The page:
By 2050 the world’s urban population will have increased by two thirds, climbing from 3.9 billion people presently to a projected 6.3 billion, according to the United Nations’ estimates. Nearly 90 percent of this growth will take place in Africa and Asia, resulting in over 20 percent of the world’s urban population living in African cities.
Most of the urban population growth will likely take place within medium sized cities of less than one million people or small settlements of under 500,000 people. But in several African countries new mega-cities of more than 10 million people are rapidly emerging. Africa is already home to three mega-cities (Cairo, Lagos and Kinshasa) and this number is predicted to double by 2050. Cities on this scale are a relatively new phenomenon. New York was the first mega-city to emerge in the 1950s and to date only 21 nations have any experience with them. As such, they pose a unique set of problems as well as opportunities.
The three up and coming African mega-cities are Johannesburg, Dar es Salaam and Luanda. These cities are all significant trade and economic hubs. Johannesburg will be the first African mega-city that is not on the coast or next to a large river. The images and figures below show the developing footprint over the last 25 years of these nascent African mega-cities. These are colossal urban spaces arriving at exactly the point where climate change, post-industrial economies and informality are raising many questions around the form and function of Africa’s cities.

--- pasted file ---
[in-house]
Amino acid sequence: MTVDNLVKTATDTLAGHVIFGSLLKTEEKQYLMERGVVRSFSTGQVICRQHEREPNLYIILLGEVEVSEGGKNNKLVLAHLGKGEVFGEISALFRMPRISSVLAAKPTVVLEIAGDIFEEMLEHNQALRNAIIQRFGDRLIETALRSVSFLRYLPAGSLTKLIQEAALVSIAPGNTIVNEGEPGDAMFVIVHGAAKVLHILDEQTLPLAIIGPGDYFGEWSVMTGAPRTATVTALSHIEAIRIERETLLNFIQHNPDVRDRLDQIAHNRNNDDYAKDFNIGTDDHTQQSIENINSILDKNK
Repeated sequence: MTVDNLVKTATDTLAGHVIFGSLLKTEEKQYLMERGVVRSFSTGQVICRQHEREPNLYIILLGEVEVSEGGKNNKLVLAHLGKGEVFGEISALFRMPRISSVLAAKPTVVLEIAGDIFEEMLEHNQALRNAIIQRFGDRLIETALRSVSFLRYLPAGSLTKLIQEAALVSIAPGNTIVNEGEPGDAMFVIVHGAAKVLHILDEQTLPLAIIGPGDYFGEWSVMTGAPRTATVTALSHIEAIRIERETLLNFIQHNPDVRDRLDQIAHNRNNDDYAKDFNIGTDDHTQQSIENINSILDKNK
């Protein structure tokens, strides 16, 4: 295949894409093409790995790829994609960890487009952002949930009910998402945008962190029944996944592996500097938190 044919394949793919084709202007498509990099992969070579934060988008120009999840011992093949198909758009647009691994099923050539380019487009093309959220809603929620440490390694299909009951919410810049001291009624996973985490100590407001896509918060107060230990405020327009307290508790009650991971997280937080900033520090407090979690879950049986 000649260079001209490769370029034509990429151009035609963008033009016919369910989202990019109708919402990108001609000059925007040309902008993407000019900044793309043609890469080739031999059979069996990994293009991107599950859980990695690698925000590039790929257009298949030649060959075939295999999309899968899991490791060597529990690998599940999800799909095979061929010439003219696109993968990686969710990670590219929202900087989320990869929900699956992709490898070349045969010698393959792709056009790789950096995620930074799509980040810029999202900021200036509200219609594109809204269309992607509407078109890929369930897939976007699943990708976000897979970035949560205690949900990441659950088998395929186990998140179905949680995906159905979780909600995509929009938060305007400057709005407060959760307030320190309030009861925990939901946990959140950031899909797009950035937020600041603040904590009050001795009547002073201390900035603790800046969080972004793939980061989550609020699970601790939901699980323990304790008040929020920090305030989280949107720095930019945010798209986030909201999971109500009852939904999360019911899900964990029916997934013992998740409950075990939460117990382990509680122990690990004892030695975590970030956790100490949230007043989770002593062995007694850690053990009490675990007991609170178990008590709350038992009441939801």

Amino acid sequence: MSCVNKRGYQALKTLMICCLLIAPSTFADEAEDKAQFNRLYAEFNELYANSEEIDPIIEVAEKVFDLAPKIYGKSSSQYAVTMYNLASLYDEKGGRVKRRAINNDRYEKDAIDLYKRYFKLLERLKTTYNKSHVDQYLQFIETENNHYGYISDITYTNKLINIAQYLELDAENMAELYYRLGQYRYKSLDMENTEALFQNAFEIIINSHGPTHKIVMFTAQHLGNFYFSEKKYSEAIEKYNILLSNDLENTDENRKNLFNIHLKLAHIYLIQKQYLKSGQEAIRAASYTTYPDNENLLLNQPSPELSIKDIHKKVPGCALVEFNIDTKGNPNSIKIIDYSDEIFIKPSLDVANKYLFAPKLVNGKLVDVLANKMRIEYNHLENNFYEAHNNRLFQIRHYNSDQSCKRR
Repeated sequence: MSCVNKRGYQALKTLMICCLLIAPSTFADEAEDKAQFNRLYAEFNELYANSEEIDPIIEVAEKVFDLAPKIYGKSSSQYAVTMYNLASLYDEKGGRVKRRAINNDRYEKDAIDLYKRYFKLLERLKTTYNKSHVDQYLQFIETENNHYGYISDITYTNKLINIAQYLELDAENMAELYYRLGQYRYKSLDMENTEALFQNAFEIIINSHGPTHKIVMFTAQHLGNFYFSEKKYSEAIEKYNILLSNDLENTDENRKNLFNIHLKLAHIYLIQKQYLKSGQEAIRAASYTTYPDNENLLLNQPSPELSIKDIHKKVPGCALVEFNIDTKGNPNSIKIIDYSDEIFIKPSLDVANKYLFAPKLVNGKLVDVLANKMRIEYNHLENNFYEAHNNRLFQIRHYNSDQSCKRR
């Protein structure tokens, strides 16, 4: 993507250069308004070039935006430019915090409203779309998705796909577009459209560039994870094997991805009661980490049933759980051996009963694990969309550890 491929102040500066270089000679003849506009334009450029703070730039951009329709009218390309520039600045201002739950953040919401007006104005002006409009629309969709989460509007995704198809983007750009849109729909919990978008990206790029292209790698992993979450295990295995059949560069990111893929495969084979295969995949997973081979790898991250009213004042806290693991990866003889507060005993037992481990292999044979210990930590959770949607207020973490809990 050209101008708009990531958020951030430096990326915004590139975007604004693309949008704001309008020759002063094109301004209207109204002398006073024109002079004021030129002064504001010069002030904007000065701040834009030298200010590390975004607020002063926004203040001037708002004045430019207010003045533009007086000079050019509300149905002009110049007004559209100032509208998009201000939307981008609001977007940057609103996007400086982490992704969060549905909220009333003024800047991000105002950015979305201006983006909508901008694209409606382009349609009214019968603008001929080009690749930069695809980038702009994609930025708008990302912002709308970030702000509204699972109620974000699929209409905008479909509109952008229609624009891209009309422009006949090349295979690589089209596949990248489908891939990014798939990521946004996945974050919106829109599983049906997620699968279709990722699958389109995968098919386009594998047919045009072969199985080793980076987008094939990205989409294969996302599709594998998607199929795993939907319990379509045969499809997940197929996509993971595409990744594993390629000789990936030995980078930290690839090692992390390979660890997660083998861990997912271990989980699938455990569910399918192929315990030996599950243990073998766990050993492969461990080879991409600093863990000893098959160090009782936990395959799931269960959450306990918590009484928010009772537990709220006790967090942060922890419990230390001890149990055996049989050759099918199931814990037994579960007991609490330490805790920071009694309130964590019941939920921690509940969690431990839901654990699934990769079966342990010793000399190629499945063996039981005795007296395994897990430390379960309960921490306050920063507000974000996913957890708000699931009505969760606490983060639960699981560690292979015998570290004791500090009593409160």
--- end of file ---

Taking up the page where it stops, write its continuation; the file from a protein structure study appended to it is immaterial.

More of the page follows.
Are our new mega-cities likely to look different to those that have developed over the last 50 years? If not, should they? The change in the images below took place over 25 years, implying that there is still a significant amount of growth to come in the next 25 years and therefore the potential to ensure a positive path forward.
Dar es Salaam, Tanzania
Johannesburg, South Africa
(A note on images and mapping: This set of images are not at comparative scales due to significant area differences, legibility, oddly cropped source images and a lack of consistent spatial data. The need for historical data where little existed means that a large amount of this is interpreted by hand from a combination of satellite and aerial imagery, with all the looseness that implies. Apologies for anything that edges uncomfortably close to artistic license here).
Mark Jackson is an editorial intern at UrbanAfrica.Net with a background in environmental sciences as well as city and regional planning. He is presently studying at UCT in the engineering and built environment department, doing research into the project management success factors behind large scale urban developments.
United Nations, Department of Economic and Social Affairs, Population Division. 2015. World Urbanization Prospects: The 2014 Revision, (ST/ESA/SER.A/366).
United Nations, Department of Economic and Social Affairs, Population Division. 2015. World Population Prospects: The 2015 Revision, Key Findings and Advance Tables. Working Paper No. ESA/P/WP.241.
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